Saving a community in Angola before and during a crisis
Welcome to ‘The Kind Link’ series. We will be exploring the challenges, motivations and goals of charities with consideration to the Covid-19 situation. Non-profits are a key part of our societies as they are the link between those who want to help and those who need to be helped.
How did Amen UK come to be?
Amen UK was founded in 1997. The charity operates in Angola, near the capital Luanda. The inspiration for Amen UK came when one of the founders travelled to Angola. The country was in a terrible state then, as the visit came just after a civil war. The people in the country had many needs – medical, education needs, and there was also a lot of poverty in the region. During the founder’s stay, he decided that he will do something to help the people of Angola.
The charity started out by building a small school. The school had 8 rooms. This year the charity is building another 8 rooms for the school so that they can accommodate more children. The charity has also built a medical centre that is run by two doctors. The aim of the medical centre is to treat emergencies in the local area. To further improve access to medicine, Amen UK built a pharmacy.
The long-term goal for the charity is to double up on their involvement in healthcare and education for the community – they want to build a second school and a second medical centre. A majority of the funds for Amen UK come from donations. However, the charity improved its fundraising strategy by offering paid services to people and using the funds to put into motion their long-term goals. This has proven to be a very effective fundraising stream during times when people have less money to give for donations.
The big issue in Angola
The charity school is based in a village in Angola and it focuses on helping orphans in the area. There is a big problem in the area, as many kids have lost a mother or a father during the civil war. The children that are taken care of are between the ages of 4-14. Young people are being raised by their extended family, which does not always mean that they are properly supported. For the children that have lost their parents everything is free in terms of their education in the school and healthcare in the charity hospital. On top of this, they are provided with food and water. Clean water is not easy to find in the area. Resources that are taken for granted such as tap water and food are difficult to obtain for some of the families in Angola.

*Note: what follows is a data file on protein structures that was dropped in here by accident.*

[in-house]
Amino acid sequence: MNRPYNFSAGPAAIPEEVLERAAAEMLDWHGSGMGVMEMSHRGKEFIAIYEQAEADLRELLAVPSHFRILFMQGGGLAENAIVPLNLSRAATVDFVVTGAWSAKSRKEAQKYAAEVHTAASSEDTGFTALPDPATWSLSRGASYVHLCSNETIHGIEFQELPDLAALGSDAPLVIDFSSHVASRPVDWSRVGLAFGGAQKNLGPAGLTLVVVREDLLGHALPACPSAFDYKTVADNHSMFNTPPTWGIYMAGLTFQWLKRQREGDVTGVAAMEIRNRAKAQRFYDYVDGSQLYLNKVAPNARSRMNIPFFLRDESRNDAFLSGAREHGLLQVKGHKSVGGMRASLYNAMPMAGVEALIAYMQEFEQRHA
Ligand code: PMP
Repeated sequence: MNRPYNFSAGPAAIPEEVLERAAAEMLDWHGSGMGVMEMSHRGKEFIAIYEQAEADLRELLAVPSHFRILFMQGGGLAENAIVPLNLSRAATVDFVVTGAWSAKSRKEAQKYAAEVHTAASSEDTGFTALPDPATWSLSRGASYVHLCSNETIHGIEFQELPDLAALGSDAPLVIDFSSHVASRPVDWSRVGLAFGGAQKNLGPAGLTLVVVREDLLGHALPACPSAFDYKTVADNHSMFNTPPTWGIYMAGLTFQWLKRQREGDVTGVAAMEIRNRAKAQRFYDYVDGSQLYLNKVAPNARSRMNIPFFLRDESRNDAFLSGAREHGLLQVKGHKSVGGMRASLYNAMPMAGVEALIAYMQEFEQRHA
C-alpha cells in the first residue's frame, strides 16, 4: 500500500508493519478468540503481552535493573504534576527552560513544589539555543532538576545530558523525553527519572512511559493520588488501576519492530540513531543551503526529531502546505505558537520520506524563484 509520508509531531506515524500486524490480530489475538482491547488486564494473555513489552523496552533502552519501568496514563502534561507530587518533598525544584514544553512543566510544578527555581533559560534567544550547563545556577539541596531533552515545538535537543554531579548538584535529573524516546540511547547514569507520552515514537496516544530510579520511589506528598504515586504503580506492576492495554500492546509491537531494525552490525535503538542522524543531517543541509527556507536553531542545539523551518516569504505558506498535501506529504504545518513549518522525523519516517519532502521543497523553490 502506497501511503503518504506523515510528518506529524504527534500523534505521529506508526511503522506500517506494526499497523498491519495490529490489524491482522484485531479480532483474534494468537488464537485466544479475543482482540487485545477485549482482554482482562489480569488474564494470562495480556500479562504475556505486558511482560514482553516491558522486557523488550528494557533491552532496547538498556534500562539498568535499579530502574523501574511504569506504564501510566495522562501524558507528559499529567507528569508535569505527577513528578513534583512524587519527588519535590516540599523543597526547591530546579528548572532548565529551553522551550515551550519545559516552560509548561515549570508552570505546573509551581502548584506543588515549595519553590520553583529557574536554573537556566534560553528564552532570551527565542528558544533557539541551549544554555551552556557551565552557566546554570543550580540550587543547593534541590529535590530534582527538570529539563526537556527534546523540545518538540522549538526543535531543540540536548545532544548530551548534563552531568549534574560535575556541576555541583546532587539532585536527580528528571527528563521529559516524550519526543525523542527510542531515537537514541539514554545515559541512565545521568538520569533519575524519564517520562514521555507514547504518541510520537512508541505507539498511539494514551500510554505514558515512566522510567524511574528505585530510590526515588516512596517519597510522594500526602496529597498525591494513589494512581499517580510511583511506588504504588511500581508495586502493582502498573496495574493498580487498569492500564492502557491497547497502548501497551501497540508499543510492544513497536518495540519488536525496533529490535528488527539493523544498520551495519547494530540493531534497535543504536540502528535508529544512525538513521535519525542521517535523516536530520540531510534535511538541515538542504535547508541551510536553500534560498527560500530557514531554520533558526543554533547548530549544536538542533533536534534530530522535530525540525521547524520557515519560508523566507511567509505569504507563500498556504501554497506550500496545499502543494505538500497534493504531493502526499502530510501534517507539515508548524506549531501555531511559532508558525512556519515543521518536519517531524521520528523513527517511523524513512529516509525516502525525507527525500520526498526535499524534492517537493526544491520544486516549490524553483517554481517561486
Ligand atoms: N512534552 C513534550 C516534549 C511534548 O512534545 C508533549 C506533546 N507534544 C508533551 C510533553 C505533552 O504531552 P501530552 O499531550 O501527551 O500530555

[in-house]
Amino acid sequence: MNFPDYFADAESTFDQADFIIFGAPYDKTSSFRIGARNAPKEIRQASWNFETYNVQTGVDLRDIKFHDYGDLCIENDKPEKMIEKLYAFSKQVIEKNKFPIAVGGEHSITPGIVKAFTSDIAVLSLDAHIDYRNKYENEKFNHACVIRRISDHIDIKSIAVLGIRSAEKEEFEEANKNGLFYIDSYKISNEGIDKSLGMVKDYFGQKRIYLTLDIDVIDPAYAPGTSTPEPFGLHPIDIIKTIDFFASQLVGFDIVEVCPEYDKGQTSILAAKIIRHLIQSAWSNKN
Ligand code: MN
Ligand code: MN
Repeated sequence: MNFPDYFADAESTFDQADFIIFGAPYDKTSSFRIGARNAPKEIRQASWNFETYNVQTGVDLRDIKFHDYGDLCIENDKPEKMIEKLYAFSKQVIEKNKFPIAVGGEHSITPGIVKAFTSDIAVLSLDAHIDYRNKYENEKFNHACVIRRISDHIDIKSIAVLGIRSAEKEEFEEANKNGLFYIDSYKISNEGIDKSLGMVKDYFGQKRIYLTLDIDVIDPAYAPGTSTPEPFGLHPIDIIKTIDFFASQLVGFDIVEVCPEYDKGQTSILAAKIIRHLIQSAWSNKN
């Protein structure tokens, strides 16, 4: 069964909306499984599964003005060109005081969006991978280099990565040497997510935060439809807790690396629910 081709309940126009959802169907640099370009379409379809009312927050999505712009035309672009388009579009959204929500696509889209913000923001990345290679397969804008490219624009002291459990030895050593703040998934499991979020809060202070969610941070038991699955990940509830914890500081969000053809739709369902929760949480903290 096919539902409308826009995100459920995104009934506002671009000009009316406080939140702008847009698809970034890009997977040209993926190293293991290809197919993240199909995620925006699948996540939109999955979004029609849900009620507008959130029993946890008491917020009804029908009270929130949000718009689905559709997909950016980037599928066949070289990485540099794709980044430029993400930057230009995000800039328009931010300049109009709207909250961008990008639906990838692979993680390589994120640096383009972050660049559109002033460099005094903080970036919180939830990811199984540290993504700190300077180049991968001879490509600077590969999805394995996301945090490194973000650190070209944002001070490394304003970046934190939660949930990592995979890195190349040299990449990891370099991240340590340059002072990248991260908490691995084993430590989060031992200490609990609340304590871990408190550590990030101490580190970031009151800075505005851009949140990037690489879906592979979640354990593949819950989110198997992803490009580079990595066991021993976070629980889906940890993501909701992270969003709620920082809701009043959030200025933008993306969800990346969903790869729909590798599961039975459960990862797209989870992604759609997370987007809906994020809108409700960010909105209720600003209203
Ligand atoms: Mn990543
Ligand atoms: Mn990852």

The school year there starts in January. Unfortunately, this was just before the crisis, so the government shut down all schools soon after the beginning of the academic year. Amen kept the medical centre open during the lockdown. This means that they are still providing care for the people in the region during these trying times. About 20-25 people visit the centre every day. Not only this, but they also provide food to the kids in need once a week. That was until the government banned people from going outside, though the ban is only for a limited time.
The shift in the needs of the community
Covid-19 has shifted the immediate needs of the people. Since the lockdown, poverty has massively increased in the area. Before Covid-19 the focus of the charity was education and healthcare. Now, people are scarce on food, so Amen have had to change their approach. They’ve had to supply people with food and be more proactive since the strict lockdown measures have been preventing the people in need to go ask for support. It is not an easy task. Especially since neither the UK government nor the government in Angola is helping the charity, so they are entirely reliant on people donating, in order to keep on helping the kids of Angola.
During the crisis, the number of donations to Amen has been lower than the pre-crisis levels. On the positive side, many people have reached out for their social enterprise services and that has provided some funds during the charity’s hardships. Thanks to their differentiated fundraising strategy, they’ve been able to help those who do not have access to water and food. This way of forward-thinking has resulted in saving lives.
How important is the digital space for charities?
According to Roberto, whom we had this interview with, a charity cannot survive without digital solutions. Without fundraising platforms many non-profits would be doomed to fail, there is no other way for a steady income. If charities fail to embrace new technologies, this could lead to trouble not only during the crisis but even after that. Another bonus to online donations is transparency, as the donors have much more access to see how a certain campaign is developing, for example. He thinks charities should promote what they are doing online, update on their progress and through that get through to the donors and encourage them to support. It is through digital solutions that the charity can continue helping the community in Angola.
Amen UK has taken a task that is not at all easy. Supporting orphans and now entire families, especially during a crisis is a fantastic cause. They’ve built a school, medical centre and a pharmacy so that they can provide support every day. Even when schools are closed, they continue to do their best and have adapted working online to provide for the people that depend on them. Hopefully, the storm passes soon and they can continue working towards a second school and clinic in Angola and support even more young people.